But despite all the cliches, and the dodgy American accents, I couldn’t help but fall in love with the show. The dancers were amazing and incredibly supple – especially in the numerous pole dancing scenes.

The show was choreographed by Arlene Phillips (of Strictly Come Dancing fame) and just watching the sheer energy of the dancers made me feel exhausted.

The cast also included former Coronation Street actor Bruno Langley as the drug addicted delinquent and Bernie Nolan ( of The Bill and Brookside) as Alex’s mum.

Alex was played by Victoria Hamilton-Barritt, who’s singing was slighting grating but she knocked the audience dead and got a near total standing ovation with her moves during the final routine when she danced for her life to What A Feeling.

A night of high culture it was not but the show was well put together with great performances and a fantastic set. I’m putting Flashdance in the category of a theatrical guilty pleasure.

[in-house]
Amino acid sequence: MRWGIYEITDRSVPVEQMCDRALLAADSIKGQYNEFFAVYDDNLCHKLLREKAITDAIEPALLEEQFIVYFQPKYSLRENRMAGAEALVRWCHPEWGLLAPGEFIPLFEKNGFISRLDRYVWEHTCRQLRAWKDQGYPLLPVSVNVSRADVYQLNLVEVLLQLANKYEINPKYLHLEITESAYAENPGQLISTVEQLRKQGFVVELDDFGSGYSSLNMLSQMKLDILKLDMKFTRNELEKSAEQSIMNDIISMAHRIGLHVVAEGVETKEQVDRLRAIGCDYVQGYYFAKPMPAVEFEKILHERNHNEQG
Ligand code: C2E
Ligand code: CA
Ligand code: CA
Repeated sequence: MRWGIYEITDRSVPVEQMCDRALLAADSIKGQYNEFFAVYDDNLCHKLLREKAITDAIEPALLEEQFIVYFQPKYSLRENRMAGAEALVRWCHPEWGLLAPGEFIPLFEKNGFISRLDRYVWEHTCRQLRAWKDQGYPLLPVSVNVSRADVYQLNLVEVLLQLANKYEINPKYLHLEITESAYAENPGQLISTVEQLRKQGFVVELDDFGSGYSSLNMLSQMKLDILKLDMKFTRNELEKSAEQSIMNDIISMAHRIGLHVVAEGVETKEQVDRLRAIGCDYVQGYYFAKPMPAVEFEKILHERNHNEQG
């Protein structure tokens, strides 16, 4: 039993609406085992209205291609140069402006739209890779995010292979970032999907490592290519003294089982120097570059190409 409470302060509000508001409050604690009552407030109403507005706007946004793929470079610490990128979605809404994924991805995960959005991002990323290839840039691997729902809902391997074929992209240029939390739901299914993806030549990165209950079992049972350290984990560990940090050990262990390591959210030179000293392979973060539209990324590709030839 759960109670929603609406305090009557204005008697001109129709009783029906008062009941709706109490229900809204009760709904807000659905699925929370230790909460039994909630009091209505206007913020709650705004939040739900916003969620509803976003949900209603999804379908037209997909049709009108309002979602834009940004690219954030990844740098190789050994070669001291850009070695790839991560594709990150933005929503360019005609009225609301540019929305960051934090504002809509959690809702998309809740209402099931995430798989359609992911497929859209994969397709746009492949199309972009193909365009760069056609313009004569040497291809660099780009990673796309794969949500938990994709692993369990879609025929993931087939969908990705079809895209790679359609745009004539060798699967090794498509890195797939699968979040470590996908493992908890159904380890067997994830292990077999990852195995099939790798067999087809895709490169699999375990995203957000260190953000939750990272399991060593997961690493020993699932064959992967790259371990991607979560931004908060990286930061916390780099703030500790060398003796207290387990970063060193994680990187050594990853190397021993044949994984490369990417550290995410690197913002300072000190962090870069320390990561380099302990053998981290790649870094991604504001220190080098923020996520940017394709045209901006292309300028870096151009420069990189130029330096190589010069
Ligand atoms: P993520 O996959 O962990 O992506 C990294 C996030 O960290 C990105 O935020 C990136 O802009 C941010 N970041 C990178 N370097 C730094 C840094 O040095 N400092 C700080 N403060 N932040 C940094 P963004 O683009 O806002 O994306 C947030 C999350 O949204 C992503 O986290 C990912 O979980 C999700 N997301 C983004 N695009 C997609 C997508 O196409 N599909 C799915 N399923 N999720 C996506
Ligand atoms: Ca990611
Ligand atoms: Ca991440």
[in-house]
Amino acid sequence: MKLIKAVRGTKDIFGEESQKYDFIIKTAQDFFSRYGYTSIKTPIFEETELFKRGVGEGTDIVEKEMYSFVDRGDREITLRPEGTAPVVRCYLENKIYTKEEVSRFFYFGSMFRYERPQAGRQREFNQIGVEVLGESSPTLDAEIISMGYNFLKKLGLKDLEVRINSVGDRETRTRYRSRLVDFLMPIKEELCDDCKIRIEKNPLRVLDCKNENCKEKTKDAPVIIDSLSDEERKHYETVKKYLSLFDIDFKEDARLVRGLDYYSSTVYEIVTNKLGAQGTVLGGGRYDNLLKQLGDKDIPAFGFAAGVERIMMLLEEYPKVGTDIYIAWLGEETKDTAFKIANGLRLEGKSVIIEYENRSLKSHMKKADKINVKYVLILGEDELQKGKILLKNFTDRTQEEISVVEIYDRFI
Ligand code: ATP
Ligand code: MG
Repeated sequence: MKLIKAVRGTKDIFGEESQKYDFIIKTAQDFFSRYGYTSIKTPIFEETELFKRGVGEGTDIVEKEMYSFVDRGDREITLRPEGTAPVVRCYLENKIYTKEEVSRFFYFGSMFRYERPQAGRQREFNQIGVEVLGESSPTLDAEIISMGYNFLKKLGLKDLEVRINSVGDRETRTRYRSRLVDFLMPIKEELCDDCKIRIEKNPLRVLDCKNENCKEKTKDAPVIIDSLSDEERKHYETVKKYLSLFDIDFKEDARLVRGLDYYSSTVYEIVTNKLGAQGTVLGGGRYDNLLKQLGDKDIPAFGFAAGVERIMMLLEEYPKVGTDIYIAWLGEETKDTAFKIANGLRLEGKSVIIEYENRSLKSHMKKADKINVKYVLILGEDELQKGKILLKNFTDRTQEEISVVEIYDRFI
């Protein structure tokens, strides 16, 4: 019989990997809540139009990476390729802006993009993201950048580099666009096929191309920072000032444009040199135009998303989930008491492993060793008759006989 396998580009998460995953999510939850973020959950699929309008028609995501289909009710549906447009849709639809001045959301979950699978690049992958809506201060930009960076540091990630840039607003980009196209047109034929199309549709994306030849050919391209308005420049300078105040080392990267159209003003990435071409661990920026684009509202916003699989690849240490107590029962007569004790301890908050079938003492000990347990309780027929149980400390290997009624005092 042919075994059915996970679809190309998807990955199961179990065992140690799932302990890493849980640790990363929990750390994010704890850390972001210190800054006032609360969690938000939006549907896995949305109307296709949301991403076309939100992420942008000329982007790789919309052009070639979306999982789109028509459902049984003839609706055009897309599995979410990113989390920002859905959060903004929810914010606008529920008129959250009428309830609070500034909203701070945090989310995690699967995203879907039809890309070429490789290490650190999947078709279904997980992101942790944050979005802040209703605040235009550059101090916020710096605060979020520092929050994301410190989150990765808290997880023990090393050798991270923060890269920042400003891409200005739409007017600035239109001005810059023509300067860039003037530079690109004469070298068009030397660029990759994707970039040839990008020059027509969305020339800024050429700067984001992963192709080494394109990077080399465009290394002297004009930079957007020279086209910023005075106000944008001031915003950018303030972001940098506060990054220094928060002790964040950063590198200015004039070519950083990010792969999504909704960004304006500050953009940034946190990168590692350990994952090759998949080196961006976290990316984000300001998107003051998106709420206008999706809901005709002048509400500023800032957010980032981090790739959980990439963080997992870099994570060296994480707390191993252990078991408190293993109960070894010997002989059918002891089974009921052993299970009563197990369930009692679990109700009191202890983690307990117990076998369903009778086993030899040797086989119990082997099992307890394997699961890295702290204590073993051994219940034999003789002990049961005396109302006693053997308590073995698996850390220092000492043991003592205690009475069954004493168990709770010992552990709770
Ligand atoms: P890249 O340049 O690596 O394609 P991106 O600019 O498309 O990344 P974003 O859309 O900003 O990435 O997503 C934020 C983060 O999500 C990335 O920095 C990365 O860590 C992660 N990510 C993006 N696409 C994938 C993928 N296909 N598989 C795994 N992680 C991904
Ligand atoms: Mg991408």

Yoga turned on its head..VIDEO


Fitness crazes that start off in America always, sooner or later, make it across the pond.

Most of them the Americans are welcome to keep. For example, spinning. I can understand the appeal of such a high energy workout but spending 45 minutes on a bike going nowhere while being shouted at to “find more fuel in the body tank” by a sergeant major instructor just doesn’t do it for me.

What I do love is yoga. Which is why I can’t wait for anti-gravity yoga to makes its way over to the UK .

As unlikely as it sounds, converts of anti-gravity say the technique enables them to reach positions other exercises can’t reach, leading to a better all-round work-out.

Participants use a hammock suspended from the ceiling to carry out yoga, pilates and dance moves while defying gravity.

I’ve no doubt that were I to try it I’d look less like a high-flying circus act and more like I’d got into a fight with my bed sheet but I’d be willing to give it a go.

It’s being pioneered in the States by the US gym chain Crunch and even then it’s only available in Miami , Los Angeles and New York .

I’m certainly hoping it’ll take off (excuse the pun) in the UK soon.

Here’s a little peek…